Most firms face cyber incidents, but lack basic cyber-security measures: CSA study

3 minute read

Ransomware and social engineering tactics are among the most common cyber incidents faced by companies.


SINGAPORE – A majority of companies lacked essential cyber-security measures recommended by the Cyber Security Agency of Singapore (CSA), even as four in five firms experienced a cyber-security incident each year, a new study has found.

Many respondents cited a lack of knowledge of cyber security, as well as concerns about costs and whether they would even be a target of cyber threats.

These were among the findings in CSA’s inaugural Singapore Cybersecurity Health Report, following a study of cyber-security adoption and the challenges that firms face.


The survey, which was released on March 28, was conducted between May and August 2023 and involved 2,036 organisations of all sizes across 23 industry sectors and more than seven non-profit organisation sectors.

Many firms missed out on basic cyber-security measures, CSA found, adding that any gap in implementation is “inadequate” and can expose them to cyber threats.

At least eight in 10 organisations encountered a cyber-security incident each year, according to the study.


Ransomware, in which fraudsters upload malicious software to freeze computer systems and demand payment from victims to restore access, was the most common incident encountered.

Businesses also frequently dealt with social engineering attacks, exploitation of misconfigured cloud systems and Denial of Service attacks, in which bad actors attempt to disrupt a network by spamming it with requests, preventing legitimate users from accessing it.

Nearly half of the businesses faced such cyber-security incidents several times a year, and 5 per cent of respondents said they experienced them several times daily.

At least 40 per cent of companies surveyed said they faced business disruption, reputational damage or data loss due to a cyber-security incident.


More than three in 10 respondents lost money from a cyber-security incident.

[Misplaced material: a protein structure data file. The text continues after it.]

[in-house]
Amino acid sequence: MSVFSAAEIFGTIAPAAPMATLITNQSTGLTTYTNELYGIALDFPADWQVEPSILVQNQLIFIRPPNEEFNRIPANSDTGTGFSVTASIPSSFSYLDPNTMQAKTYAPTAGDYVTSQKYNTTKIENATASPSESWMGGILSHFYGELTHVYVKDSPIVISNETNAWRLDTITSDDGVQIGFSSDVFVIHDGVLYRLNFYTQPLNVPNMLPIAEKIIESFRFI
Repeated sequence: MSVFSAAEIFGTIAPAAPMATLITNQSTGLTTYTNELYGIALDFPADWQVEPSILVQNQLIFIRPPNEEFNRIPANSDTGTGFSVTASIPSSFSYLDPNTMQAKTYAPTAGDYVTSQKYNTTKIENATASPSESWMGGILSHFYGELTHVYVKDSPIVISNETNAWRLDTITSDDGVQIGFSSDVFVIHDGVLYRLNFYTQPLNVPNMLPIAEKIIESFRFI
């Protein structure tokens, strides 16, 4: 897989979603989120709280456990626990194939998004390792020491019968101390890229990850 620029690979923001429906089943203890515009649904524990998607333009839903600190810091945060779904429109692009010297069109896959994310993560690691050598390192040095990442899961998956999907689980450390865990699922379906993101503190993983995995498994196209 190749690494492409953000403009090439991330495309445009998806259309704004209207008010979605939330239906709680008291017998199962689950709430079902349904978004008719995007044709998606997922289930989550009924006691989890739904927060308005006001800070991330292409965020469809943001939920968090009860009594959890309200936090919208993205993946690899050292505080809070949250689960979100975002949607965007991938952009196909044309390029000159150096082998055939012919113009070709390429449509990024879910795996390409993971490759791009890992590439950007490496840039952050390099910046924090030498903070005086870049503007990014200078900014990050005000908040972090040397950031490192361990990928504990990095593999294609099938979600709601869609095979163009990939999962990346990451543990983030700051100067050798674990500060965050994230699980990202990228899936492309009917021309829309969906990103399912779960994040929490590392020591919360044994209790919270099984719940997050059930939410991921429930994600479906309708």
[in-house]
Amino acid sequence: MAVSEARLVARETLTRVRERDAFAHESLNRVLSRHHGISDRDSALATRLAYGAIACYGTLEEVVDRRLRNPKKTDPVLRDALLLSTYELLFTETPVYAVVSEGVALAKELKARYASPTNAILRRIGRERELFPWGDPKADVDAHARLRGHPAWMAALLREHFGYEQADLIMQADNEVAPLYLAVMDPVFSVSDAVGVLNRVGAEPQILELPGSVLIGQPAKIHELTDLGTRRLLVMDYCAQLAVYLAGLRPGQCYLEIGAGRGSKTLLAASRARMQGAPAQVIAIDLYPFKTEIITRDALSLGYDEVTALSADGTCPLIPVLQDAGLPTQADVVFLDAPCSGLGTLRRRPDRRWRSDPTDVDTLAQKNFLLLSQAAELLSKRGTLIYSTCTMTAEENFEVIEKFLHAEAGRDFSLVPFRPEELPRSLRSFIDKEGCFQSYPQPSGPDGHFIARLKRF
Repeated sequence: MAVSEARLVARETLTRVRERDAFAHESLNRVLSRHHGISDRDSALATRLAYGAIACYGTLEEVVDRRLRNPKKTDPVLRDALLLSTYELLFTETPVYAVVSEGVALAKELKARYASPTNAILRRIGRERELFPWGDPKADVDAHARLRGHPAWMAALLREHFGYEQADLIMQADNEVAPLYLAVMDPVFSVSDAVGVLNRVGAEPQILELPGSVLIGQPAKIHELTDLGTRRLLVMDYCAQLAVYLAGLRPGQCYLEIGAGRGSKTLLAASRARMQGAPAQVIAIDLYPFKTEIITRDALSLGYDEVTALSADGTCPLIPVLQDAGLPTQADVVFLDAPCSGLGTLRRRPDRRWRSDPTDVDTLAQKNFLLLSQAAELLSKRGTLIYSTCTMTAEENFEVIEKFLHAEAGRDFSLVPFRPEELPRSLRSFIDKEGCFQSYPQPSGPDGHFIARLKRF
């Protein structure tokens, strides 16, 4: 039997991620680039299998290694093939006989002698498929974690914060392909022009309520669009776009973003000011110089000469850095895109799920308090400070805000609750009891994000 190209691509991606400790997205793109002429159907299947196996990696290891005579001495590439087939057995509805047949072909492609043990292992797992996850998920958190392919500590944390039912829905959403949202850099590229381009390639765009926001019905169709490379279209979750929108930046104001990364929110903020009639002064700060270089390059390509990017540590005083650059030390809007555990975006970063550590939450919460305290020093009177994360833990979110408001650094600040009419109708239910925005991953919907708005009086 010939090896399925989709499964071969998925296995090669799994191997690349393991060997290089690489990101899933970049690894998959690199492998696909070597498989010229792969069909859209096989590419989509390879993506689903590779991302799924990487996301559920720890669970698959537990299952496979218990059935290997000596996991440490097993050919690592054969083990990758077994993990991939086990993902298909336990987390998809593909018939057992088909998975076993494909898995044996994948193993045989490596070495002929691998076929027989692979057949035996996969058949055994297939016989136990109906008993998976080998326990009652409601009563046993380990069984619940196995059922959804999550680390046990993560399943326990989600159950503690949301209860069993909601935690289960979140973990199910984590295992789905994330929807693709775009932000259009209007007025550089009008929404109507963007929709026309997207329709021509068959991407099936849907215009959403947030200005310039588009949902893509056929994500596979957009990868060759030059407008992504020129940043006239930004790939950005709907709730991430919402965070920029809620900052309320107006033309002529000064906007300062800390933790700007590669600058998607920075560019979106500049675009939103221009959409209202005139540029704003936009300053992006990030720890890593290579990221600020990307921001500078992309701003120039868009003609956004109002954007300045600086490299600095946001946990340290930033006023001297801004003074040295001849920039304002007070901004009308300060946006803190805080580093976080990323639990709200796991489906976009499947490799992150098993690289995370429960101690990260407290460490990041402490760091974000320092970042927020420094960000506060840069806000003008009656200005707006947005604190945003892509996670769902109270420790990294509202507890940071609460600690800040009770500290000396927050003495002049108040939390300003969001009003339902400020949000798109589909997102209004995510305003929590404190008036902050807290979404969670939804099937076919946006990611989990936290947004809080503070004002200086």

Measures lacking

The survey also found companies did not fully implement cyber-security measures that are deemed essential by CSA.

The five measures under the Cyber Essentials largely concern the auditing of data and software and training of personnel; the installation of antiviruses and secure settings; prompt software updates; back-ups for essential data; and having an incident response plan ready for cyber incidents.

Organisations adopted an average of around 70 per cent of the measures recommended, said CSA. Only one in three organisations have implemented at least three of the five categories of measures recommended.

Communications and Information Minister Josephine Teo introduced the survey to industry attendees in a speech on March 20 at the Istari Charter Asia-Pacific Cyber Congress, and said that partial adoption of essential security measures is inadequate.


“Unless all these essential measures are adopted, the organisations are exposed to unnecessary cyber risks. In CSA’s view, the passing mark should be set high enough to give assurance,” said Mrs Teo. “That means adopting the full package of essential measures in all of the five categories.”

She said then that small and medium-sized enterprises (SMEs) were “exceptionally weak” in virus protection and access control, which restricts access to sensitive data. Less than 20 per cent have adopted such measures fully.  

Up to 30 per cent of SMEs lacked incident responses and did not update their software regularly, according to statistics Mrs Teo gave then.

Companies cited a lack of knowledge and experience as the top challenge for businesses, which is understandable given how quickly cyber risks evolve, said CSA in its report.

Almost half of the respondents expressed scepticism about the likelihood of becoming targets of cyber attacks; others pointed to shortages in manpower and resources as hurdles in adopting stronger cyber-security protocols.

CSA chief executive David Koh said in a statement about the report: “Organisations should make cyber security a priority and take advantage of the funding support and resources available to catch up.

“Doing this only after an incident has happened will be much more costly.”

-------- END --------